Mizuho Sakaguchi scored what turned out to be the deciding goal in the 78th minute on a pretty left-footed shot from the top of the 18-yard box, and defending Women's World Cup champion Japan held off a late attack to beat the Netherlands 2-1 on Tuesday night and reach the quarterfinal.
Kirsten van de Ven scored for the Dutch in extra time when the ball went off goalkeeper Ayumi Kaihori's right arm. Three additional minutes were added to the clock. The goalie put her gloves to her face in disbelief and said something to herself.
Sakaguchi scored shortly after Japan nearly had an own goal. Sherida Spitse took a corner in the 76th and the ball deflected off Aya Sameshima toward her own net when Kaihori punched it away with her right fist.
Saori Ariyoshi found herself in perfect position when the Netherlands flubbed a clear and scored from the top of the box in the 10th minute for Japan's initial goal.
Japan overpowered the young Dutch squad for much of the evening at BC Place by controlling possession in the midfield to create chances, and the defense pushed far up the field. The Nadeshiko, who along with Brazil were the only teams to win all three group-stage games, advance to the quarterfinal against Australia on Saturday at Edmonton's Commonwealth Stadium.
They stuck with their familiar World Cup trend, too. Five of Japan's six goals have come in the 29th minute or earlier, and all six have been scored by a different player.
Japan, with its hustle and fancy footwork on display for a crowd of 28,717, ran its game plan with precision to control all of the field against an overmatched Netherlands team making its World Cup debut.
On the early scoring play, Aya Miyama dribbled down the left sideline and crossed to Yuki Ogimi, whose header hit the crossbar and Dutch defender Merel van Dongen couldn't clear the rebound. Ariyoshi then connected from about 15 yards out and put the ball in the lower corner past diving goalkeeper Loes Geurts.
Japan had another solid chance in the 22nd minute on a pretty give-and-go from Sameshima to Shinobu Ohno that Sameshima struck over the bar. Ohno also missed an open header moments before the first-half whistle.
Even when the Netherlands threatened early, it seemed a step slow.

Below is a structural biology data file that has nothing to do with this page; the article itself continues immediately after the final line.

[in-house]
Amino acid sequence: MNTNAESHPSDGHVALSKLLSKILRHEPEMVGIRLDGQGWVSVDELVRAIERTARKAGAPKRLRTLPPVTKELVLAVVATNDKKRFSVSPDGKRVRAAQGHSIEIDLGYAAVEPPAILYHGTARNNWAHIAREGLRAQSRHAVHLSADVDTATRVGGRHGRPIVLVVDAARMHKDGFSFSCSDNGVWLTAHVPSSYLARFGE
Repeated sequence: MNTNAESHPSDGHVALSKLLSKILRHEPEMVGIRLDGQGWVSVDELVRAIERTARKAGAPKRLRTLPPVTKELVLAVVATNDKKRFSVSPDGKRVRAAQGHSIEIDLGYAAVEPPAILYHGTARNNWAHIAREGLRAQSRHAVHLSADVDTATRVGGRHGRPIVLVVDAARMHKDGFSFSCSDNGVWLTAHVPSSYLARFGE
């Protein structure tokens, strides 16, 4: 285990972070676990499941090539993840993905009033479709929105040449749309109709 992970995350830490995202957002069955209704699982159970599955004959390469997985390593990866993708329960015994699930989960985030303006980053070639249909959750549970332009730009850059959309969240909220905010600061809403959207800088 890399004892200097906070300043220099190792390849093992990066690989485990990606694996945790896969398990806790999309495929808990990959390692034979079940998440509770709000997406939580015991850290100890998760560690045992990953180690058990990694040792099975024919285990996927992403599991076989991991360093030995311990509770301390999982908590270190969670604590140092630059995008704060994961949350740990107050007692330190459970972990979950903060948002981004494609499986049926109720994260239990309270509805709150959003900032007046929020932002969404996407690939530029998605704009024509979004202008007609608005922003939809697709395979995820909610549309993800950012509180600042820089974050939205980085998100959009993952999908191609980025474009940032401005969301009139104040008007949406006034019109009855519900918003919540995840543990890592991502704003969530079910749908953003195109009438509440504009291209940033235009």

Manon Melis took a great ball in the seventh minute but couldn't get a foot on it, whiffing as she knocked it out of bounds. In the 48th, 18-year-old forward Vivianne Miedema got the ball near the top left corner of the box and opted to dribble into traffic rather than take a quick shot. The Dutch missed making contact on two headers from the same ball high in the box in the 73rd minute.
Japan started three different goalkeepers in the group stage as part of coach Norio Sasaki's liberal substitution plan to use his entire roster and have every player ready to contribute.
Sasaki went with Kaihori, the only one to give up a goal in the group stage in a late score by Cameroon in Vancouver. Kaihori made another save in the 86th minute Tuesday.
Japan's Homare Sawa, playing her sixth and final World Cup, entered in the 80th minute after starting two of the team's three matches in the group stage.
The Netherlands missed a chance to qualify for next summer's Rio de Janeiro Olympics as one of Europe's top three teams, but could still earn a berth into the 12-team Olympic field through a European playoff.
The white teddy bear wearing an oversized No. 7 jersey that Japan keeps close to honor injured teammate Kozue Ando held its spot on the bench. Ando broke her left ankle in the World Cup opener against Switzerland in Group C play when she got caught up with Swiss goalkeeper Gaelle Thalmann and left in the 32nd minute.
Japan returned to BC Place for the third time in four matches at this World Cup, having also beaten Switzerland and Cameroon in Vancouver.